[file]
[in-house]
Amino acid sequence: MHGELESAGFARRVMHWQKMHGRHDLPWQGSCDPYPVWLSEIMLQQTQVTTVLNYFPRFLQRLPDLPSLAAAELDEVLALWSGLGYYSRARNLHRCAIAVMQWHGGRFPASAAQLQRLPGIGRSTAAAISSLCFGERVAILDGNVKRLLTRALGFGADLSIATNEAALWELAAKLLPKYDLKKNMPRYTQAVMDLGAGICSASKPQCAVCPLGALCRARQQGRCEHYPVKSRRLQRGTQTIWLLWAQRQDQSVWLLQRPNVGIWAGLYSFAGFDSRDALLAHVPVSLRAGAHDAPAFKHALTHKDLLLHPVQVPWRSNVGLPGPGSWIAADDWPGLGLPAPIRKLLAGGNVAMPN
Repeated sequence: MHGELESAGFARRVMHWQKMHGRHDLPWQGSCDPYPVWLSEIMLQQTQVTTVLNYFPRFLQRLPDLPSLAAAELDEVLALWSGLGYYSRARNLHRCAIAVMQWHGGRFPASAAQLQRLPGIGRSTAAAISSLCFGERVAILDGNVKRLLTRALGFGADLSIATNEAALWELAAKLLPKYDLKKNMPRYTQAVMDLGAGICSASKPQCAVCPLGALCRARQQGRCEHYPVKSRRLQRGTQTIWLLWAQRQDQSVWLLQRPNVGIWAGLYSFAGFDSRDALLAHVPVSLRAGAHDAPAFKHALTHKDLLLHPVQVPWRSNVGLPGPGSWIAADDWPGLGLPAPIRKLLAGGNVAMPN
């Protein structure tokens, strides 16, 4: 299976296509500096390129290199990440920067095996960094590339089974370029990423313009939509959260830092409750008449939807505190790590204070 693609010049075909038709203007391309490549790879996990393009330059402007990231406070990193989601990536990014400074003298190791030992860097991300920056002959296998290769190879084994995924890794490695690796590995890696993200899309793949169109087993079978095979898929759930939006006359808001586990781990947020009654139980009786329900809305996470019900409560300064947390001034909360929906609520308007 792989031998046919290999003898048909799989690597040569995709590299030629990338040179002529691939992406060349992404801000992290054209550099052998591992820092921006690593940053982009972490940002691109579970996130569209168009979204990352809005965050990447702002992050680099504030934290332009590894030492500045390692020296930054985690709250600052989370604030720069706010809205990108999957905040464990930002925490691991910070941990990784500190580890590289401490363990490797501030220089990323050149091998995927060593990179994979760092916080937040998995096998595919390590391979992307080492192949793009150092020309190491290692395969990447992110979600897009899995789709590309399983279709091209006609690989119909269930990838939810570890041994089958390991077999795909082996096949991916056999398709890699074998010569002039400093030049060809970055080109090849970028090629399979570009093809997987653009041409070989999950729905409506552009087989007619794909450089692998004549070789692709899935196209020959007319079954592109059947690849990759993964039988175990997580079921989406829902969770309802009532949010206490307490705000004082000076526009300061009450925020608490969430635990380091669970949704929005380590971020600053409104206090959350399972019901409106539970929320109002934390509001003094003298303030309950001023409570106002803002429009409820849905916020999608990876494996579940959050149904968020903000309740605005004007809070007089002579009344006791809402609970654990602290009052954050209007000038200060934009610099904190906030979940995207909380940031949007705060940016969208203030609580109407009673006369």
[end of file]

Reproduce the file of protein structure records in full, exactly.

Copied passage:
[in-house]
Amino acid sequence: MHGELESAGFARRVMHWQKMHGRHDLPWQGSCDPYPVWLSEIMLQQTQVTTVLNYFPRFLQRLPDLPSLAAAELDEVLALWSGLGYYSRARNLHRCAIAVMQWHGGRFPASAAQLQRLPGIGRSTAAAISSLCFGERVAILDGNVKRLLTRALGFGADLSIATNEAALWELAAKLLPKYDLKKNMPRYTQAVMDLGAGICSASKPQCAVCPLGALCRARQQGRCEHYPVKSRRLQRGTQTIWLLWAQRQDQSVWLLQRPNVGIWAGLYSFAGFDSRDALLAHVPVSLRAGAHDAPAFKHALTHKDLLLHPVQVPWRSNVGLPGPGSWIAADDWPGLGLPAPIRKLLAGGNVAMPN
Repeated sequence: MHGELESAGFARRVMHWQKMHGRHDLPWQGSCDPYPVWLSEIMLQQTQVTTVLNYFPRFLQRLPDLPSLAAAELDEVLALWSGLGYYSRARNLHRCAIAVMQWHGGRFPASAAQLQRLPGIGRSTAAAISSLCFGERVAILDGNVKRLLTRALGFGADLSIATNEAALWELAAKLLPKYDLKKNMPRYTQAVMDLGAGICSASKPQCAVCPLGALCRARQQGRCEHYPVKSRRLQRGTQTIWLLWAQRQDQSVWLLQRPNVGIWAGLYSFAGFDSRDALLAHVPVSLRAGAHDAPAFKHALTHKDLLLHPVQVPWRSNVGLPGPGSWIAADDWPGLGLPAPIRKLLAGGNVAMPN
């Protein structure tokens, strides 16, 4: 299976296509500096390129290199990440920067095996960094590339089974370029990423313009939509959260830092409750008449939807505190790590204070 693609010049075909038709203007391309490549790879996990393009330059402007990231406070990193989601990536990014400074003298190791030992860097991300920056002959296998290769190879084994995924890794490695690796590995890696993200899309793949169109087993079978095979898929759930939006006359808001586990781990947020009654139980009786329900809305996470019900409560300064947390001034909360929906609520308007 792989031998046919290999003898048909799989690597040569995709590299030629990338040179002529691939992406060349992404801000992290054209550099052998591992820092921006690593940053982009972490940002691109579970996130569209168009979204990352809005965050990447702002992050680099504030934290332009590894030492500045390692020296930054985690709250600052989370604030720069706010809205990108999957905040464990930002925490691991910070941990990784500190580890590289401490363990490797501030220089990323050149091998995927060593990179994979760092916080937040998995096998595919390590391979992307080492192949793009150092020309190491290692395969990447992110979600897009899995789709590309399983279709091209006609690989119909269930990838939810570890041994089958390991077999795909082996096949991916056999398709890699074998010569002039400093030049060809970055080109090849970028090629399979570009093809997987653009041409070989999950729905409506552009087989007619794909450089692998004549070789692709899935196209020959007319079954592109059947690849990759993964039988175990997580079921989406829902969770309802009532949010206490307490705000004082000076526009300061009450925020608490969430635990380091669970949704929005380590971020600053409104206090959350399972019901409106539970929320109002934390509001003094003298303030309950001023409570106002803002429009409820849905916020999608990876494996579940959050149904968020903000309740605005004007809070007089002579009344006791809402609970654990602290009052954050209007000038200060934009610099904190906030979940995207909380940031949007705060940016969208203030609580109407009673006369």